Workplace Rights

Weekly (7/27/09)

Topic of the Week  Looking for Work in All the Wrong Places...How to really get hired

How to Get Hired:
1. Start from within.
2. Use proof.
3. Best friend or colleague.
4. An agency they trust.
5. An ad they placed.
6. A resume.

Your Rant: Is anyone out there hiring?

911 Repair,
You’re not alone, lots of job seekers are struggling. At the same time people are getting hired. What’s their secret? Most focus their job hunt on how companies actually hire instead of what’s easy for them to do. I’ll explain in a moment, but first let me tell you about opposite day. We celebrated opposite day regularly when my daughter was a first-grader, pajamas are worn to school, dessert comes at the start of dinner and treats happen before chores.

Opposite day is not only fun for the kids, but it also holds a major lesson for many job seekers. Most of us look for work the exact opposite way employers fill positions. For example, we put most of our efforts into writing a resume and responding to want ads. Some put effort networking or employment agencies. Few actually bring work samples to organizations or try to get hired on part time or as a consultant. Your chances of getting hired will increase if you do your own job search version of opposite day. I’ve listed the best ways to get a job below. For more, check out “The Job-Hunter’s Survival Guide” by the patron saint for anyone looking for work, Dick Bolles (10 Speed, 2009).

1. Start from within. Most companies prefer filling positions from within, because they know what to expect (remember companies are almost always risk averse in hiring). That’s why savvy job seekers look for the companies that hold the most opportunity for them, even if they aren’t hiring right now. How do you get your foot in the door? Approach them as a part-time worker, consultant or even temp, anything to become an insider.

2. Use proof. Most people don’t think of promoting themselves beyond a resume. If you’re not already an insider, the next best thing is to prove you can do the job by bringing samples of your work. Or if you are feeling really ambitious, create something specifically for them (an ad, computer code, a plan to reach new customers, etc.)

3. Best friend or colleague. If you haven’t worked with someone, the next best thing is to have someone you really trust who has. Use social networking sites to find a trusted colleague within your target company who can vouch for you and your work.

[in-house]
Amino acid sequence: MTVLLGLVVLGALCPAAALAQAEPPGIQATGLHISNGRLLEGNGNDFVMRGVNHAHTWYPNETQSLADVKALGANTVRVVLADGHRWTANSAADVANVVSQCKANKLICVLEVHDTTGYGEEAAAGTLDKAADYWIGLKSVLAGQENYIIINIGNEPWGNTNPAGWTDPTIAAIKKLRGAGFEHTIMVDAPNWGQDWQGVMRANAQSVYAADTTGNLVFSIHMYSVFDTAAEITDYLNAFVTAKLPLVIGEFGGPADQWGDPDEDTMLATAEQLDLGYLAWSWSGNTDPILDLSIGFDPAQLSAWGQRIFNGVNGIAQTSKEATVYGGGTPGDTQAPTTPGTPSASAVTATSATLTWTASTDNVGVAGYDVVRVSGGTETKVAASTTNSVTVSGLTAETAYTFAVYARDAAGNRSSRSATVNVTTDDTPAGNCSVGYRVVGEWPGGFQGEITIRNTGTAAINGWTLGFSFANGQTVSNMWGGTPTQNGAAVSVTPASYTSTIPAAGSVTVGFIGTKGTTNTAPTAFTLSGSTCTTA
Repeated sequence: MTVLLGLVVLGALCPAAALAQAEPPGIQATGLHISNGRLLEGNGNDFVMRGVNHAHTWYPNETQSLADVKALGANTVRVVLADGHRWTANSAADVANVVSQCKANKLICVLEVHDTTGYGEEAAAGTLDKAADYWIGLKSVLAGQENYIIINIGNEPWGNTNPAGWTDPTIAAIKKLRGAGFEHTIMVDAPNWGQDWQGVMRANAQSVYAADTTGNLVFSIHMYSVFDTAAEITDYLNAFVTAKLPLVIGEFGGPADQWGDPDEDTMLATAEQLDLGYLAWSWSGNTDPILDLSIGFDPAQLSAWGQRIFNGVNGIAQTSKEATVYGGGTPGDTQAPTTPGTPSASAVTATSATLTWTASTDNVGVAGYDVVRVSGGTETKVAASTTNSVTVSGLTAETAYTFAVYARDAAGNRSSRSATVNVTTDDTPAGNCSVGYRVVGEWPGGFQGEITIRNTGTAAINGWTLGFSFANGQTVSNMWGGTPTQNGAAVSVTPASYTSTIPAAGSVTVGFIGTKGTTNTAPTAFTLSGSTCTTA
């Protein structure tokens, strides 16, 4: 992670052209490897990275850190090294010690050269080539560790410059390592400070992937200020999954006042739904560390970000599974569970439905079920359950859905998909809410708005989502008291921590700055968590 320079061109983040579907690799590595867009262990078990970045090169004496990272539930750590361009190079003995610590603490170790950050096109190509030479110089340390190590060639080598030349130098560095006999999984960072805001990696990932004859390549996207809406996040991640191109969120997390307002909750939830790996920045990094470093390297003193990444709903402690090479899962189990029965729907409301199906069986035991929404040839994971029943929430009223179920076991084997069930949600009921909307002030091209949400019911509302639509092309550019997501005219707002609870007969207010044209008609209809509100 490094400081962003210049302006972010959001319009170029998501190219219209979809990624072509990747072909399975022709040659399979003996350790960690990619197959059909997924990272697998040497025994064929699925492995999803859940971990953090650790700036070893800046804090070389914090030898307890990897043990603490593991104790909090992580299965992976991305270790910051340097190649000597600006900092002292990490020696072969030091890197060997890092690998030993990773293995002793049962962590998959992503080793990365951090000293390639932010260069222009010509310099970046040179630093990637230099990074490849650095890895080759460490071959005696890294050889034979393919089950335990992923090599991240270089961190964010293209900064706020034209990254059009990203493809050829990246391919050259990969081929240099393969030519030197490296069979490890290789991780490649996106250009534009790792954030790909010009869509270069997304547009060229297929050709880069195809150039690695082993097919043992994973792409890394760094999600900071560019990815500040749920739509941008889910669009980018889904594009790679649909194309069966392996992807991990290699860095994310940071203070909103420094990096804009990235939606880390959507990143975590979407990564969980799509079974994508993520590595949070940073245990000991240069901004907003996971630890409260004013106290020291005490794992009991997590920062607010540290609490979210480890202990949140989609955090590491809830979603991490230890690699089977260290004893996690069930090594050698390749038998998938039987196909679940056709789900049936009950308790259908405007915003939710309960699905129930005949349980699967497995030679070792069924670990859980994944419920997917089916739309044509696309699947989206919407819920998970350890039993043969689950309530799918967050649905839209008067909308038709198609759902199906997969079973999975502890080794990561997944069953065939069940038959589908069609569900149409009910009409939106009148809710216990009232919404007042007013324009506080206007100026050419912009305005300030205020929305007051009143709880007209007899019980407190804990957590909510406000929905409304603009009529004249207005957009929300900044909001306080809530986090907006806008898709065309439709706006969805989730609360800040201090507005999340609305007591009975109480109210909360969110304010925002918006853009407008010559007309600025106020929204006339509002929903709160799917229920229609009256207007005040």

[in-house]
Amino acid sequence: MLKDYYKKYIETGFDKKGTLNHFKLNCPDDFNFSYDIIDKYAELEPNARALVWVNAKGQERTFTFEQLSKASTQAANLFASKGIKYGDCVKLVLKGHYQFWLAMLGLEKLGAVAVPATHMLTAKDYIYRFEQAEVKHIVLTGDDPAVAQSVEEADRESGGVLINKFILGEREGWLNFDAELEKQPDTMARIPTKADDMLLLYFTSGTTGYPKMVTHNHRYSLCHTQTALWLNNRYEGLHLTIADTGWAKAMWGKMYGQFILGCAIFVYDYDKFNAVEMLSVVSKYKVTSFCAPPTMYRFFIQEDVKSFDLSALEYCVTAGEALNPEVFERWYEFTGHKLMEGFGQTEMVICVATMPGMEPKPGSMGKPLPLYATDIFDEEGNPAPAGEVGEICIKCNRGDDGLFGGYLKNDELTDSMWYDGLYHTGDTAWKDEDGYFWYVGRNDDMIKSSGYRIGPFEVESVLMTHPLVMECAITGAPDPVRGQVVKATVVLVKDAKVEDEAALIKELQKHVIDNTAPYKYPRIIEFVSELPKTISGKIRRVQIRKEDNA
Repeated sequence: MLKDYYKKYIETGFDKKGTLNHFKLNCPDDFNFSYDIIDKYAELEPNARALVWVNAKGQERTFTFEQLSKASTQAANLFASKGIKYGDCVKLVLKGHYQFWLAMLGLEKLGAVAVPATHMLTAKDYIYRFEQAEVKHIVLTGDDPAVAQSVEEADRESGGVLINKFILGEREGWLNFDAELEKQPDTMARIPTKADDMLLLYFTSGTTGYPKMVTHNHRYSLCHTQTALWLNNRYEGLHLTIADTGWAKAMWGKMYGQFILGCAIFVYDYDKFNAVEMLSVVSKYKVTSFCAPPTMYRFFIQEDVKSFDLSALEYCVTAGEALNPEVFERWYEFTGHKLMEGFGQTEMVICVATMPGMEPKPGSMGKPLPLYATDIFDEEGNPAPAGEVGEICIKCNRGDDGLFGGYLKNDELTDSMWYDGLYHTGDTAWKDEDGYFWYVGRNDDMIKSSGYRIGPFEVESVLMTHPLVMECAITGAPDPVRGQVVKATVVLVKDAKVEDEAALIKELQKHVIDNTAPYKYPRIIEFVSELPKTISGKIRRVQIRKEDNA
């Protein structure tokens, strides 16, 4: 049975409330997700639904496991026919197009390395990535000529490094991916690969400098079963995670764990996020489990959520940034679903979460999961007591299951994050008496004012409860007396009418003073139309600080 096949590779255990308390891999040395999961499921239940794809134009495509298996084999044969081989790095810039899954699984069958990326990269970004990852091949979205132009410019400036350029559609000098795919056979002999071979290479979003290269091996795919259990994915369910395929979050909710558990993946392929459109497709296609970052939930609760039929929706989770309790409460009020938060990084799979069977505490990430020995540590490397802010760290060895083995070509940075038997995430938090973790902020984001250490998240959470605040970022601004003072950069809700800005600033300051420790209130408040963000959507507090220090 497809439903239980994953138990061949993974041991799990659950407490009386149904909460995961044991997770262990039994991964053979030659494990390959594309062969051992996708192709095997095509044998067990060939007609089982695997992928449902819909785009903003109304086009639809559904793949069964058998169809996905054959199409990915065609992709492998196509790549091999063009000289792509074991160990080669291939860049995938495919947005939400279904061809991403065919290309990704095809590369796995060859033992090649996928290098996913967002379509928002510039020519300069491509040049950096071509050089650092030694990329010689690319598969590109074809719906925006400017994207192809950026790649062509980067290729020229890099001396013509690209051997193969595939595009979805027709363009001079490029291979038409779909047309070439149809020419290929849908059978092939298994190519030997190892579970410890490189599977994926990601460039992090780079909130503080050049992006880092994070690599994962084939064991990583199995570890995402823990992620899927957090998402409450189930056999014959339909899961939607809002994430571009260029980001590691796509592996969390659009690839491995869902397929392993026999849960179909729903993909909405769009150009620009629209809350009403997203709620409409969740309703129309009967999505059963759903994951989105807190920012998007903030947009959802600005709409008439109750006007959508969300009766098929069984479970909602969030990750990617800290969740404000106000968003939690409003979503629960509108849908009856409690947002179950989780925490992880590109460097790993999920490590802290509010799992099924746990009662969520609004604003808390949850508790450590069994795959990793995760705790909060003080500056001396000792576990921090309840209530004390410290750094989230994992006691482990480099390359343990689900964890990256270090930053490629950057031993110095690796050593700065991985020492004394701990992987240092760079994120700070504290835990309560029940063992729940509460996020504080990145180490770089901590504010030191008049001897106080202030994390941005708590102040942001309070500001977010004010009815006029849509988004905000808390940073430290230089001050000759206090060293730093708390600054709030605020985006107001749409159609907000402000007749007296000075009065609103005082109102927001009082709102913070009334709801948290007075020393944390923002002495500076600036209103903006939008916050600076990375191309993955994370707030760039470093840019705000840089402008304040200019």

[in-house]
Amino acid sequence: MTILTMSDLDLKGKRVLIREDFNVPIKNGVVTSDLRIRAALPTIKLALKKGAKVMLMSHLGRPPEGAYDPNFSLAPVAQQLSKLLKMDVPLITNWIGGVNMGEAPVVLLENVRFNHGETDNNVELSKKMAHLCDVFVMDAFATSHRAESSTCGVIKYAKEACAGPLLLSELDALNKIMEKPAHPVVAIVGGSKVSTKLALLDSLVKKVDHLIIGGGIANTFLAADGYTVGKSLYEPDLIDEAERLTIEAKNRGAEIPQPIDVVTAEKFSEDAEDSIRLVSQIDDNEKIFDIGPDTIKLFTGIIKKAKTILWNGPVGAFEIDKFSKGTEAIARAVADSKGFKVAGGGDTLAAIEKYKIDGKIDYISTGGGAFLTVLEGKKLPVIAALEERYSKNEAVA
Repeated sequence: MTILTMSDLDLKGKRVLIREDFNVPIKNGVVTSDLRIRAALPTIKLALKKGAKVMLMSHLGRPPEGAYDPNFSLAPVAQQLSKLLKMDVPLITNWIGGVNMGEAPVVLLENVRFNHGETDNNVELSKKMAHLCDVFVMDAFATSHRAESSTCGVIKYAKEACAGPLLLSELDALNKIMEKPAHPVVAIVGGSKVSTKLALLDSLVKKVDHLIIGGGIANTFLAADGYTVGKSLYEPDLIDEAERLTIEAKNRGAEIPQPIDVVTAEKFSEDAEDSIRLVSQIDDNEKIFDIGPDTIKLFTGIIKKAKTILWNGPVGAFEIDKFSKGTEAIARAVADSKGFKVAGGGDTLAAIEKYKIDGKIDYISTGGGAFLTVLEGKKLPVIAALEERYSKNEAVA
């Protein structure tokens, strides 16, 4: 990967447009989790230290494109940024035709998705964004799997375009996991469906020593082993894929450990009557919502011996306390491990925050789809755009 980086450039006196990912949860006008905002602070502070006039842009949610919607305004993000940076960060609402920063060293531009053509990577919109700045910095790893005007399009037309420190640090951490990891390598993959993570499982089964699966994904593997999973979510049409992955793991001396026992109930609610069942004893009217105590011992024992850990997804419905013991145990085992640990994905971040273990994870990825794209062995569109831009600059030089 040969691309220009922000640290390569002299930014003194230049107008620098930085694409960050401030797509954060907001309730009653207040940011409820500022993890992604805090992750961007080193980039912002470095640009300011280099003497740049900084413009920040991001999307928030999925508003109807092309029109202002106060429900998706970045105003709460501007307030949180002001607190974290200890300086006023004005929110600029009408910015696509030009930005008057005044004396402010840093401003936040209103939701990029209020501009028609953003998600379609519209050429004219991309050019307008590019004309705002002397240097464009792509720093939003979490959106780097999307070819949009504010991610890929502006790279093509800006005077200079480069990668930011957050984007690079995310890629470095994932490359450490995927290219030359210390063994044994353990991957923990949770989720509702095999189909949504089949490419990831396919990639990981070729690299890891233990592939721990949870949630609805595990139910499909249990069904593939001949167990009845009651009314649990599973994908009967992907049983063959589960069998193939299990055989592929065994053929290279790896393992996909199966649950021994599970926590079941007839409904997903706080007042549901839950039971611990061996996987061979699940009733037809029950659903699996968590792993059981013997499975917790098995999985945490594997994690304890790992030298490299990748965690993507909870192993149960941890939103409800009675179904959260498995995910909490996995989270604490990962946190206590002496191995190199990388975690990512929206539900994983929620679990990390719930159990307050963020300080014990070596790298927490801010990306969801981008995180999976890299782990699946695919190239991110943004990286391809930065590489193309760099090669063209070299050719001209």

4. An agency they trust. Employment agencies can expand your job search and network. But don’t just go to any agency, find one that is already being used by a company that you want to work for.

5. An ad they placed.
People do get hired from want ads so you don’t want to totally dismiss them. But this shouldn’t be your first, or only, strategy.

6. A resume.
A resume is a great brochure and necessary, but it isn’t a job-hunting strategy.

Use these strategies and opposite day will take place for you, you’ll be going to work instead of looking for a job.

About the Author: Bob Rosner is a best-selling author and award-winning journalist. For free job and work advice, check out the award-winning If you have a question for Bob, contact him via

Thought of the Week

"Destiny is not a matter of chance, it is a matter of choice; it is not a thing to be waited for, it is a thing to be achieved."

–William Jennings Bryan

Blog of the Week

Top Five News Headlines

    List of the Week

    from Lynn Taylor

    Working Worried…How the Economy Affects Everyone
    • Employees worry about their jobs, on average 3 hours a day
    • 76% think layoff when they encounter a boss’s closed door
    • 86% think bad bosses fly under the radar, leaving extensive damage behind them


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